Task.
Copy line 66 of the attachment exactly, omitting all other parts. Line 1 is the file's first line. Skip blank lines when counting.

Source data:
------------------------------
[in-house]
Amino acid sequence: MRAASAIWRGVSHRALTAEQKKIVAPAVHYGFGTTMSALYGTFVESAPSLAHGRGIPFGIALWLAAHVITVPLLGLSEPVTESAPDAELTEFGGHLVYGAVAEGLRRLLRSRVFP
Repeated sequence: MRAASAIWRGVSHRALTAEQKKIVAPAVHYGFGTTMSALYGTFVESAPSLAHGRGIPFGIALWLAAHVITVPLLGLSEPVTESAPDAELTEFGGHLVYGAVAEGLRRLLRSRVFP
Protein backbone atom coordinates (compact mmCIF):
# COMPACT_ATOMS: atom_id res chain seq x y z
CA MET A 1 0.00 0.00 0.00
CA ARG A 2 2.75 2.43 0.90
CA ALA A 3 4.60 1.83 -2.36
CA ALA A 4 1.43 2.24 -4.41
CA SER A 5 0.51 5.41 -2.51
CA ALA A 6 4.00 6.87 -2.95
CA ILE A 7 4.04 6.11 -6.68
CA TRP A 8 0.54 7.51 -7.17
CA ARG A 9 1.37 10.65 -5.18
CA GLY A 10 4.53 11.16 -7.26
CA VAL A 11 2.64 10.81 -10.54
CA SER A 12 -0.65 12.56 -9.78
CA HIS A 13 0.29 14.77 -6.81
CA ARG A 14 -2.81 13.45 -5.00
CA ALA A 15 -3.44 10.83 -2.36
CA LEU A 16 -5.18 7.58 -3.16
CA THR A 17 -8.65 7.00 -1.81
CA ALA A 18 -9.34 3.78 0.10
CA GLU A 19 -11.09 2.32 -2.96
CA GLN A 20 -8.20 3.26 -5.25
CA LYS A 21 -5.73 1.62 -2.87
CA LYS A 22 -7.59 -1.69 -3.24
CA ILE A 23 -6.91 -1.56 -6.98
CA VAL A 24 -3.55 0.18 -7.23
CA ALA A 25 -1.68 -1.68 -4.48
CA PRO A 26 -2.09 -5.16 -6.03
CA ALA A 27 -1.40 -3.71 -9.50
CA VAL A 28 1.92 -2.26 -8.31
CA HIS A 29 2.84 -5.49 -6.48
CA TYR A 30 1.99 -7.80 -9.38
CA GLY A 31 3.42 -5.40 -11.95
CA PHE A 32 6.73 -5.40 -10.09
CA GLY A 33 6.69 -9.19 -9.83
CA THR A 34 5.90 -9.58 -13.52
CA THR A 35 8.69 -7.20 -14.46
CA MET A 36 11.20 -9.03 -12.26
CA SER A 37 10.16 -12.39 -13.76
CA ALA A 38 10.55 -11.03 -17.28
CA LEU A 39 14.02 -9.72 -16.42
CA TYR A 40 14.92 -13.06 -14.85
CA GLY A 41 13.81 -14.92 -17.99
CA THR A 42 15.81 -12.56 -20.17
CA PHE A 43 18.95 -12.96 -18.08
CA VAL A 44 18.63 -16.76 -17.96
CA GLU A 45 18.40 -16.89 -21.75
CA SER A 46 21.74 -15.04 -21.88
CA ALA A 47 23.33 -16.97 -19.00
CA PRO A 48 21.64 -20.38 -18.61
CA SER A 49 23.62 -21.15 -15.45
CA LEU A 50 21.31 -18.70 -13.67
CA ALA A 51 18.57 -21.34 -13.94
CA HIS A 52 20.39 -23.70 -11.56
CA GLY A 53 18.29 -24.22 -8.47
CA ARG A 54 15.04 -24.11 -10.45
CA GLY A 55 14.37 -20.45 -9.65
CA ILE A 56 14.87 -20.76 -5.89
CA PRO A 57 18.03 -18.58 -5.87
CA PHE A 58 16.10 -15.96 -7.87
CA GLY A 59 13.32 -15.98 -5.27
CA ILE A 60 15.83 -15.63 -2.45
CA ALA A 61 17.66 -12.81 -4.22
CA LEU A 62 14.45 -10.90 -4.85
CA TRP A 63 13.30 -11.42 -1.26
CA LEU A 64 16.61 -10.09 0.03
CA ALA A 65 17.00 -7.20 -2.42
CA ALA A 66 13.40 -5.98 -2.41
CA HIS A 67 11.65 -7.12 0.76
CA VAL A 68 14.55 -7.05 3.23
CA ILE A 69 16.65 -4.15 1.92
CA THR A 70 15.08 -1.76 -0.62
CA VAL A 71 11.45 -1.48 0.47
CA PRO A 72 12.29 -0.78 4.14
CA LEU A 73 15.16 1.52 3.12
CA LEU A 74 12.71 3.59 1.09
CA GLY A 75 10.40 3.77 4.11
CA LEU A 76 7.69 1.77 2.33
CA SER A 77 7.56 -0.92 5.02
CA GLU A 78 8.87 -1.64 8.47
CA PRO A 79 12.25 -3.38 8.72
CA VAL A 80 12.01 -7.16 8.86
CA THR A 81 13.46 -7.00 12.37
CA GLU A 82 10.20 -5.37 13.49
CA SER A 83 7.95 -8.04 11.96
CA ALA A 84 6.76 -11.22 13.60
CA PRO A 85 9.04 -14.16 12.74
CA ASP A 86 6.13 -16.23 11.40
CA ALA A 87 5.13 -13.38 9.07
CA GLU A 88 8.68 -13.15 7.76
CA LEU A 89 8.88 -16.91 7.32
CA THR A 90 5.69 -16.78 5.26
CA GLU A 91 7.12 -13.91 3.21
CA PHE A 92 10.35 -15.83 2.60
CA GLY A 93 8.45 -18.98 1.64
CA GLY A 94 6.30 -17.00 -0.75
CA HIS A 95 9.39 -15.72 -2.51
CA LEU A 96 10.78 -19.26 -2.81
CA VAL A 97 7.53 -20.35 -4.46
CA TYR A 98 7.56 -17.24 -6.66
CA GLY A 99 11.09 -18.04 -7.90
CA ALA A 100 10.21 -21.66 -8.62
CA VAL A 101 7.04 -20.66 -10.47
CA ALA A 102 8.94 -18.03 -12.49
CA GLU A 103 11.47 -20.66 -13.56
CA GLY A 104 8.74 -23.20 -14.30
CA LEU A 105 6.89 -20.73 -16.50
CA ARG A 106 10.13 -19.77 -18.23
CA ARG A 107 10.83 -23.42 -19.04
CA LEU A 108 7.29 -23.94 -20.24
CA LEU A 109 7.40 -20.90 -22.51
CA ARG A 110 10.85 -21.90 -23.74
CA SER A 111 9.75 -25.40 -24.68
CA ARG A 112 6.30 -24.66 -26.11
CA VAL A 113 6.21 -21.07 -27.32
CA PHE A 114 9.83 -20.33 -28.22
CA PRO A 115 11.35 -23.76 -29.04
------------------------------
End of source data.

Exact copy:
CA ALA A 61 17.66 -12.81 -4.22